Peterculter Golf Club

Golf Lessons at Peterculter Golf Club

About Peterculter Golf Club

Golf Lessons at Peterculter Golf Club

Golf Swing Tips

To improve your golf game, it’s vital that you take golf lessons. Golf is a sport that is almost impossible to learn without some sort of guidance. Luckily, there are golf experts around the country whose job it is to teach golf. By taking golf lessons, you can drastically improve your game in a relatively short amount of time. Taking golf lessons can be an expensive, time-consuming effort. And like any good or service that will cost money and require time, you should be careful before you buy.  Golf can be a really costly game to play and it is reasonable to assume that you have invested a fair amount of money in your equipment – golf clubs, golf bag, golf balls, golf clothing, golf cart etc; – therefore doesn’t it make common sense for you to learn how to use them to their advantage and improve your skills and capabilities?

Visit Peterculter Golf Club for golf lessons and other info. on golf.

Peterculter Golf Club

Welcome to the web site of Peterculter Golf Club. We are an 18 hole course, with a Par of 71 and a yardage of 6219 yards, situated on the River Dee among some of the most beautiful scenery in Aberdeenshire and this exceptional golfing venue truly encapsulates the natural beauty of the Scottish landscape. The course follows the natural contours of the river bank and players can enjoy panoramic views of the valley set against the magnificence of the Grampian Mountains. Our resident PGA Professional is available to support visitors and members with a wealth of golfing knowledge, clothing and equipment.

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Dave Pelz’s Putting Bible – golf’s least understood skill.

Extract from the book:

The preshot routine for putting is the procedure you go through before every putt to properly prepare yourself to execute the perfect ritual and stroke. This routine of preparation starts immediately after you have decided what you are going to do (by reading the green) and prepares both your mind and body for how you are going to do it. Please note: Don’t confuse the term “routine” (which refers to preparing to stroke a putt) with the term “ritual” (which when talking about your preshot procedure is actually part of the execution of your putting stroke as you’ll see later in this chapter).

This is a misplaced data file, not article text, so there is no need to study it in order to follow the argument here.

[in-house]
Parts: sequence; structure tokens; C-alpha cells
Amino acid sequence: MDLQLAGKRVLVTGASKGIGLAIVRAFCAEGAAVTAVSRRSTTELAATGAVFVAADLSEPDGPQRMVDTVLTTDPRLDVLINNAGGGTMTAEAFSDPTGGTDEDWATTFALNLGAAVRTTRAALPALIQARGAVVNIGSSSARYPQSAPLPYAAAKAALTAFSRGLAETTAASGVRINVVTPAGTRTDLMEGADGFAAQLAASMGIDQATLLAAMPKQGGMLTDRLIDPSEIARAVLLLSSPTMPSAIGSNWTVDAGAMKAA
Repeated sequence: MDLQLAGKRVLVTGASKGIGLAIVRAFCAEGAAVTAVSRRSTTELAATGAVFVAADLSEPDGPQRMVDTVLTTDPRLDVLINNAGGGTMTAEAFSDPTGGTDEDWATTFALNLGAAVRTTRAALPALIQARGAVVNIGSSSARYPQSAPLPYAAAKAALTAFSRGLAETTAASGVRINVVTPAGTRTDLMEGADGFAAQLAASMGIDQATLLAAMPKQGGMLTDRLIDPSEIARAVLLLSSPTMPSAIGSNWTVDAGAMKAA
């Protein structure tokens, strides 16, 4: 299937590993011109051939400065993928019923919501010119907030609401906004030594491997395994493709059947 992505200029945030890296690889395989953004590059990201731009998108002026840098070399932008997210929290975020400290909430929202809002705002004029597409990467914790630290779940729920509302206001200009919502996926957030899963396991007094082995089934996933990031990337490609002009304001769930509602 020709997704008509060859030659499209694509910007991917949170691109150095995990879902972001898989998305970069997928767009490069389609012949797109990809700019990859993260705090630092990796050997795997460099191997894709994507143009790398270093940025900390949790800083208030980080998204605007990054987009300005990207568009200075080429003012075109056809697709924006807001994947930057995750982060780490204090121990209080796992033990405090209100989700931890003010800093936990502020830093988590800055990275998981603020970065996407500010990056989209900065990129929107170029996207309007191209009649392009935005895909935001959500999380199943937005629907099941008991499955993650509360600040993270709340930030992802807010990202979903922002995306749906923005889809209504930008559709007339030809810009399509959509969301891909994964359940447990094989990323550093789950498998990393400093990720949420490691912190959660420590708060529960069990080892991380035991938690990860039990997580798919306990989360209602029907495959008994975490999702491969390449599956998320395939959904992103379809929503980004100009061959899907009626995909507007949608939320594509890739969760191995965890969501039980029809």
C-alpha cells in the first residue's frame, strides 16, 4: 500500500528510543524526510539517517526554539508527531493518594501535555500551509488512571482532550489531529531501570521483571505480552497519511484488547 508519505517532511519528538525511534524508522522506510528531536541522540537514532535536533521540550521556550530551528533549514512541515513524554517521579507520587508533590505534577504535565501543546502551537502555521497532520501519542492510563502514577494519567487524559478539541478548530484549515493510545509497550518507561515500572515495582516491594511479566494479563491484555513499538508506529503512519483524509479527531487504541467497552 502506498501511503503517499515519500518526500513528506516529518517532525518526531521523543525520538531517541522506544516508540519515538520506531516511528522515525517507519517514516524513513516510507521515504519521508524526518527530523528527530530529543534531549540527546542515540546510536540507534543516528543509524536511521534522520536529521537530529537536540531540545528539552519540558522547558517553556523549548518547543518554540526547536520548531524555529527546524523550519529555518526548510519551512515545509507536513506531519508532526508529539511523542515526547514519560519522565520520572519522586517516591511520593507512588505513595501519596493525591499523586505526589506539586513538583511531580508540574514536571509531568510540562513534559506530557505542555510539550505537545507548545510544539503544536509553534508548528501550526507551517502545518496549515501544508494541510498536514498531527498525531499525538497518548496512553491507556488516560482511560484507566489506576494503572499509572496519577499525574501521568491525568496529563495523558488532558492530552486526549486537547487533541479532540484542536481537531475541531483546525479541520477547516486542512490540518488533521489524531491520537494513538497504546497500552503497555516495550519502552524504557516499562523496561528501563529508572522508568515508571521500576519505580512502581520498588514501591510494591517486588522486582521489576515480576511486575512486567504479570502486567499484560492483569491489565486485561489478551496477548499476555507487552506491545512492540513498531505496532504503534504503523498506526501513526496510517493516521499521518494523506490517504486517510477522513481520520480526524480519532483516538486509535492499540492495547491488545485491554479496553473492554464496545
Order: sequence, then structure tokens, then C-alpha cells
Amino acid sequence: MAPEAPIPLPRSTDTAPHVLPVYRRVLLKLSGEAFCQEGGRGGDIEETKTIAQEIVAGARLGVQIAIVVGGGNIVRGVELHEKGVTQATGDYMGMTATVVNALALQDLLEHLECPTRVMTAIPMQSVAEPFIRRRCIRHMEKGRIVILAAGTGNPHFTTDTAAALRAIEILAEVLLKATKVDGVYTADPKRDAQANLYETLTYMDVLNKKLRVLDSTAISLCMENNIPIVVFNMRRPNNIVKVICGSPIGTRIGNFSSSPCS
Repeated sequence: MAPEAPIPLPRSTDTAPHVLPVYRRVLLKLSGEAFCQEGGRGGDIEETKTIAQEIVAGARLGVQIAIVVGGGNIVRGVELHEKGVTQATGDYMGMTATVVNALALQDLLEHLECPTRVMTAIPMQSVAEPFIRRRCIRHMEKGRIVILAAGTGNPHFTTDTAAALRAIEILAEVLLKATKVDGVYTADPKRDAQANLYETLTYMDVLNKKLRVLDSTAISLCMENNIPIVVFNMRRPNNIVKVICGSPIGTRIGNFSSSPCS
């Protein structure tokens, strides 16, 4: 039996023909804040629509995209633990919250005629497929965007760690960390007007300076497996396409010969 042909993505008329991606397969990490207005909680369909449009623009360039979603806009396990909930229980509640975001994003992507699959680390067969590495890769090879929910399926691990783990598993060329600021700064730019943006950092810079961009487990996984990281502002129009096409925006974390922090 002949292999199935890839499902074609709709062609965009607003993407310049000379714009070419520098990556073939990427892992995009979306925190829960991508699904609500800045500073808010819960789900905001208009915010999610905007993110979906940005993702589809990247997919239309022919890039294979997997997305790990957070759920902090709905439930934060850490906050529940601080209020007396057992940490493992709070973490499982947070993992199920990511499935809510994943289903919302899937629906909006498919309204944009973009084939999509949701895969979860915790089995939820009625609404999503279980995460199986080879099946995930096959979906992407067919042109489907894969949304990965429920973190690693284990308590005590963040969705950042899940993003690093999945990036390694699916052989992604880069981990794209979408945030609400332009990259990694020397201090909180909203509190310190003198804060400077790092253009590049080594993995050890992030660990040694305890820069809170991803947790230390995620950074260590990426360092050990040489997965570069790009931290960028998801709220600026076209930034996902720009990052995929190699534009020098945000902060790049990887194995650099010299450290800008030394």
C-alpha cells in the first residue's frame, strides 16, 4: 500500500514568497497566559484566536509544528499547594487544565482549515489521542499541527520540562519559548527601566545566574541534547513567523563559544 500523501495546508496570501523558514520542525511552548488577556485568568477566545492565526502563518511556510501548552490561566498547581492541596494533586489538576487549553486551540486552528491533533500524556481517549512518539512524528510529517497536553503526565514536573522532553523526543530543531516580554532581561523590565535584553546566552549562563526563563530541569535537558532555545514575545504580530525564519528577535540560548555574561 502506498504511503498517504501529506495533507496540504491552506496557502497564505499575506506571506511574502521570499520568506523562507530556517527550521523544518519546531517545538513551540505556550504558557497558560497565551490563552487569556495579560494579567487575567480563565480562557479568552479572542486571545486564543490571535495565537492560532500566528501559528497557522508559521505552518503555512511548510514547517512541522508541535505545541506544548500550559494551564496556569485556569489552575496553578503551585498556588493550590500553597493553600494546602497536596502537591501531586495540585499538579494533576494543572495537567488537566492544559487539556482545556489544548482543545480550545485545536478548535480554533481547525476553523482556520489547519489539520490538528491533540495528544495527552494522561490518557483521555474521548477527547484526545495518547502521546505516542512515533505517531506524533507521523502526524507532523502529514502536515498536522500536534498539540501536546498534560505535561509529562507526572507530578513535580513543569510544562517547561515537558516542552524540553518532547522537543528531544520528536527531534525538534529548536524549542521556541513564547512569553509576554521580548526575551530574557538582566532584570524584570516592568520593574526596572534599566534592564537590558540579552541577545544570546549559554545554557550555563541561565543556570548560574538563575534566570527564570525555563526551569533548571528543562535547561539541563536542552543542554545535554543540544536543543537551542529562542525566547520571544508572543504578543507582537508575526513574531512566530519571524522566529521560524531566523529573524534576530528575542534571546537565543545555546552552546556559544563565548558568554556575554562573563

The putting routine is different from the routine I recommend for the short game which includes decisions relating to the lie of the ball in the grass green conditions hazards and the management decisions made while weighing one shot against another. In putting everything that precedes the preparation routine is included in your green-reading process which I will deal with in section 13.3.

A Five-Step Routine

Assume you have walked off your putt distance finished reading the green and decided to play your putt dead-straight into the cup. It is now time to start your routine. In position – standing directly behind your ball on your selected Aimline – I recommend you build a routine that includes the following steps:

Step 1. While standing approximately six feet behind your ball in a fairly upright posture with your eyes in a horizontal position imagine your entire ball track from the ball into the hole and as you do so make three preliminary practice swings (Figure 11.2.1). The purpose of these swings is to get a first feel and vision of the stroke length required for this putt. Do this with your head up so your eyes are horizontal providing perfect binocular vision of the distance. Look at the hole as you feel your swing and try to imagine if your swing feels about the correct size

Establish Your Practice Framework 223 to roll the perfect putt on the perfect ball track. Focus on the hole to see and feel the distance to it. Make your second swing while looking down at your stroke. Follow this with another look to the hole again to judge and feel the distance.

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The Long Drive Bible: How You Can Hit the Ball Longer, Straighter, and More Consistently

Extract from the book:

Adrenaline Effects